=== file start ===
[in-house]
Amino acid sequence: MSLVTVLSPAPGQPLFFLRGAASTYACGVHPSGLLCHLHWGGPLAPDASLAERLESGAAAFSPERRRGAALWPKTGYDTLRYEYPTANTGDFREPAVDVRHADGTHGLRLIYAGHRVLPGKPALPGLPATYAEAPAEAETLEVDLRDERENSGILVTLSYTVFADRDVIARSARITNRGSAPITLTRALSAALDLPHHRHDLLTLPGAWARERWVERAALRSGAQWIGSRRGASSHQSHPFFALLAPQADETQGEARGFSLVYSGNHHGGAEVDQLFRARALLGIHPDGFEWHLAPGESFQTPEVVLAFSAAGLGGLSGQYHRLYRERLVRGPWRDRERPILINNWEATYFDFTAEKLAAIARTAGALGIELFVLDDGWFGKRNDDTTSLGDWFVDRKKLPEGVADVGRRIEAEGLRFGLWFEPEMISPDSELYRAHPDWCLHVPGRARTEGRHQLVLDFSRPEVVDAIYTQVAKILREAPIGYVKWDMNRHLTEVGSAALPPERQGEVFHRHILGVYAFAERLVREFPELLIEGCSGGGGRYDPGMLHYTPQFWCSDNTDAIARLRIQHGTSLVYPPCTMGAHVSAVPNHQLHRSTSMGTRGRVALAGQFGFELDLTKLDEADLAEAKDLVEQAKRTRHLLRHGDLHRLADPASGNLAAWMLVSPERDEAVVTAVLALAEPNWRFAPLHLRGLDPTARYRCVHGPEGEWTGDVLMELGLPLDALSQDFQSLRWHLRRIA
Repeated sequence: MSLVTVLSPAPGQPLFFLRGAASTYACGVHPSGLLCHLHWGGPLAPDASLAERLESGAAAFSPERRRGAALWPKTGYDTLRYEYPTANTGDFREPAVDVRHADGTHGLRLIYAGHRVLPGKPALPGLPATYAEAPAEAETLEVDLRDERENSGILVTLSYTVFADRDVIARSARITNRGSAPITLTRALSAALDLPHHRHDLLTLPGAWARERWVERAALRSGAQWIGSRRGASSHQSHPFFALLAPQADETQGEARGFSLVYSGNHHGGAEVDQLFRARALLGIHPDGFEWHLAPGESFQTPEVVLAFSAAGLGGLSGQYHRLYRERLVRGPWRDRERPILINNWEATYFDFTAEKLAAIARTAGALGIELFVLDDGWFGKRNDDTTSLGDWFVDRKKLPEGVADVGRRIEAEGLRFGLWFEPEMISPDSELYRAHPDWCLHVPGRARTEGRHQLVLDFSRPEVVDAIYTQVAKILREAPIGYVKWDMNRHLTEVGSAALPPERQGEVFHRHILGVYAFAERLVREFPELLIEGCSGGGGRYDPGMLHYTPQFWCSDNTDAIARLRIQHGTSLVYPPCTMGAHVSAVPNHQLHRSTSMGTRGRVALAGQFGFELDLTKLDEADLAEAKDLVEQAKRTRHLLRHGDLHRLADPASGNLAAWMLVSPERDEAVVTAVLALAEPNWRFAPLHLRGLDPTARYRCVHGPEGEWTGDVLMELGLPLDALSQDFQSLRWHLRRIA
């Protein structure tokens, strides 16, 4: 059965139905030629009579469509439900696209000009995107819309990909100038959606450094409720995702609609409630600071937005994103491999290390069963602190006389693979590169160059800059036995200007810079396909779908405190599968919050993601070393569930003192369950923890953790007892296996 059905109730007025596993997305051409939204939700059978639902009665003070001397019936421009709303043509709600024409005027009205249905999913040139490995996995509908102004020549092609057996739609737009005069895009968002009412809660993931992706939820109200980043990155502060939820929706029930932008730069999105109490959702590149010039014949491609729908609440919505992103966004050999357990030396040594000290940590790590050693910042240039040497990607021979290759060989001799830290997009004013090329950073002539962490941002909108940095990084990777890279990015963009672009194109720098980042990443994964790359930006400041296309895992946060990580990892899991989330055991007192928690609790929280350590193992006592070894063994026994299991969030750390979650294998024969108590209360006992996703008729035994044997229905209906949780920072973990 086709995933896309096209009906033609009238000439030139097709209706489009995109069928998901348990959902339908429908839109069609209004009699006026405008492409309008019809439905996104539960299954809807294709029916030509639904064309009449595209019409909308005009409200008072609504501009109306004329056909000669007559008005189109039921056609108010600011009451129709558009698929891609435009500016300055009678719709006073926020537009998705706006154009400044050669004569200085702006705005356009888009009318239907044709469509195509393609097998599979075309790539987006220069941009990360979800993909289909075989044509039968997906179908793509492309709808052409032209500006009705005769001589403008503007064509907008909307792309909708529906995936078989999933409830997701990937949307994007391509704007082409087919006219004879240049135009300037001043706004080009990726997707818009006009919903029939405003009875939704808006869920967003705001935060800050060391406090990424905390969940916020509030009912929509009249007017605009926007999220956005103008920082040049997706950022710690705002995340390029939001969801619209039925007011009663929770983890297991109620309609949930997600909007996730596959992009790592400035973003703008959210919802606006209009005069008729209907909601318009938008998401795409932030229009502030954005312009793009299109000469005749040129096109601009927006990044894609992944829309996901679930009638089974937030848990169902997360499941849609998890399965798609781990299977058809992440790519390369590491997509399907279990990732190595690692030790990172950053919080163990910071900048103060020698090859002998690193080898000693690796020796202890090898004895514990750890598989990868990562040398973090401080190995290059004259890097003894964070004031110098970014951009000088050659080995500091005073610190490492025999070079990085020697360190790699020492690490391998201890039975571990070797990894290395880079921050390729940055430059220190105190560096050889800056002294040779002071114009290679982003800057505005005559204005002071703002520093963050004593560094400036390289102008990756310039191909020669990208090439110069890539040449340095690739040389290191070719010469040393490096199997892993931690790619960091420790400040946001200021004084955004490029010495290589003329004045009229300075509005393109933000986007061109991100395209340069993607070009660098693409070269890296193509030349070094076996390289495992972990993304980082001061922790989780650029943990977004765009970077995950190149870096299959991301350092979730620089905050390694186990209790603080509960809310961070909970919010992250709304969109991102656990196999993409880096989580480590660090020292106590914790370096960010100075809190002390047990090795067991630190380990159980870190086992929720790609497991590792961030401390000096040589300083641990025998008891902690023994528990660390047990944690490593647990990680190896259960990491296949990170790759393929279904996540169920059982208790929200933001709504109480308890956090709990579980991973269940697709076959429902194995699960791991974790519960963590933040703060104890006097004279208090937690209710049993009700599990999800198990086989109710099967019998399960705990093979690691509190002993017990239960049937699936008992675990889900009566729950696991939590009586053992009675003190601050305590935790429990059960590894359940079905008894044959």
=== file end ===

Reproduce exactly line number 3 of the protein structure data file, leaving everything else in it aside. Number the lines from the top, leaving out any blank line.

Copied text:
Repeated sequence: MSLVTVLSPAPGQPLFFLRGAASTYACGVHPSGLLCHLHWGGPLAPDASLAERLESGAAAFSPERRRGAALWPKTGYDTLRYEYPTANTGDFREPAVDVRHADGTHGLRLIYAGHRVLPGKPALPGLPATYAEAPAEAETLEVDLRDERENSGILVTLSYTVFADRDVIARSARITNRGSAPITLTRALSAALDLPHHRHDLLTLPGAWARERWVERAALRSGAQWIGSRRGASSHQSHPFFALLAPQADETQGEARGFSLVYSGNHHGGAEVDQLFRARALLGIHPDGFEWHLAPGESFQTPEVVLAFSAAGLGGLSGQYHRLYRERLVRGPWRDRERPILINNWEATYFDFTAEKLAAIARTAGALGIELFVLDDGWFGKRNDDTTSLGDWFVDRKKLPEGVADVGRRIEAEGLRFGLWFEPEMISPDSELYRAHPDWCLHVPGRARTEGRHQLVLDFSRPEVVDAIYTQVAKILREAPIGYVKWDMNRHLTEVGSAALPPERQGEVFHRHILGVYAFAERLVREFPELLIEGCSGGGGRYDPGMLHYTPQFWCSDNTDAIARLRIQHGTSLVYPPCTMGAHVSAVPNHQLHRSTSMGTRGRVALAGQFGFELDLTKLDEADLAEAKDLVEQAKRTRHLLRHGDLHRLADPASGNLAAWMLVSPERDEAVVTAVLALAEPNWRFAPLHLRGLDPTARYRCVHGPEGEWTGDVLMELGLPLDALSQDFQSLRWHLRRIA